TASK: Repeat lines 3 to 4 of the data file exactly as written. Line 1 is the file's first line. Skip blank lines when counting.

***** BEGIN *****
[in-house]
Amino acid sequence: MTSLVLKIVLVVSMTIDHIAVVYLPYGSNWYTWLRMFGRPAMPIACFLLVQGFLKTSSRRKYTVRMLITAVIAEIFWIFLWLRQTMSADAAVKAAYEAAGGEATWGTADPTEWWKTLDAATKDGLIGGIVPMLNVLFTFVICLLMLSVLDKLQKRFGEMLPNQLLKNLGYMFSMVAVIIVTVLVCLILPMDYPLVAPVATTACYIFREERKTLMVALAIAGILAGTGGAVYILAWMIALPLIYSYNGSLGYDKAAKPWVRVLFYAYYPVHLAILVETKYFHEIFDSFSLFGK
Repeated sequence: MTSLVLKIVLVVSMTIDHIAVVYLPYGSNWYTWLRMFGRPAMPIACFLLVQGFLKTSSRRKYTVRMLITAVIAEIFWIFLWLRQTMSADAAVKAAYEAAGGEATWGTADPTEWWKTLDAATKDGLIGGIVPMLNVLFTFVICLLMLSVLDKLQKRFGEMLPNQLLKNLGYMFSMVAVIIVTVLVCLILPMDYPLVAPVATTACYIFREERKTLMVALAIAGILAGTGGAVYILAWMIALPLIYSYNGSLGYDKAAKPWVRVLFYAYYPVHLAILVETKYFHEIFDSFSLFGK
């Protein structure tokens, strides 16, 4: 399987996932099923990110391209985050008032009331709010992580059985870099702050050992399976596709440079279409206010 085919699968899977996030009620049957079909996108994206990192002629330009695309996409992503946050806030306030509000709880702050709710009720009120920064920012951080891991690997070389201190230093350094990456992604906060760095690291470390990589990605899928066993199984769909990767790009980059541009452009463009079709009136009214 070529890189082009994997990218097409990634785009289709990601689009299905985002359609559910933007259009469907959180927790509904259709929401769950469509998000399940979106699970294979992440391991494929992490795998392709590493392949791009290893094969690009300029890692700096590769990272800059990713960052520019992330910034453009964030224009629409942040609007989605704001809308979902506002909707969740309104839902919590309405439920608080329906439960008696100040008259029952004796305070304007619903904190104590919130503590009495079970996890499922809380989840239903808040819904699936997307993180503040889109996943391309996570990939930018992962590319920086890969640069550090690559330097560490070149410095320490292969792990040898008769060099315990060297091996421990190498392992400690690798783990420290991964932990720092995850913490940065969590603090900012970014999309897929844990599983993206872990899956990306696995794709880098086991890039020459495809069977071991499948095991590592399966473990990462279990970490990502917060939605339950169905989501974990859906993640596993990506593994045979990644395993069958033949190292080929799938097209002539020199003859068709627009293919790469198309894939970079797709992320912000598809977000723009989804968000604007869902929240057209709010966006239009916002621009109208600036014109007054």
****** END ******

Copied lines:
Repeated sequence: MTSLVLKIVLVVSMTIDHIAVVYLPYGSNWYTWLRMFGRPAMPIACFLLVQGFLKTSSRRKYTVRMLITAVIAEIFWIFLWLRQTMSADAAVKAAYEAAGGEATWGTADPTEWWKTLDAATKDGLIGGIVPMLNVLFTFVICLLMLSVLDKLQKRFGEMLPNQLLKNLGYMFSMVAVIIVTVLVCLILPMDYPLVAPVATTACYIFREERKTLMVALAIAGILAGTGGAVYILAWMIALPLIYSYNGSLGYDKAAKPWVRVLFYAYYPVHLAILVETKYFHEIFDSFSLFGK
């Protein structure tokens, strides 16, 4: 399987996932099923990110391209985050008032009331709010992580059985870099702050050992399976596709440079279409206010 085919699968899977996030009620049957079909996108994206990192002629330009695309996409992503946050806030306030509000709880702050709710009720009120920064920012951080891991690997070389201190230093350094990456992604906060760095690291470390990589990605899928066993199984769909990767790009980059541009452009463009079709009136009214 070529890189082009994997990218097409990634785009289709990601689009299905985002359609559910933007259009469907959180927790509904259709929401769950469509998000399940979106699970294979992440391991494929992490795998392709590493392949791009290893094969690009300029890692700096590769990272800059990713960052520019992330910034453009964030224009629409942040609007989605704001809308979902506002909707969740309104839902919590309405439920608080329906439960008696100040008259029952004796305070304007619903904190104590919130503590009495079970996890499922809380989840239903808040819904699936997307993180503040889109996943391309996570990939930018992962590319920086890969640069550090690559330097560490070149410095320490292969792990040898008769060099315990060297091996421990190498392992400690690798783990420290991964932990720092995850913490940065969590603090900012970014999309897929844990599983993206872990899956990306696995794709880098086991890039020459495809069977071991499948095991590592399966473990990462279990970490990502917060939605339950169905989501974990859906993640596993990506593994045979990644395993069958033949190292080929799938097209002539020199003859068709627009293919790469198309894939970079797709992320912000598809977000723009989804968000604007869902929240057209709010966006239009916002621009109208600036014109007054």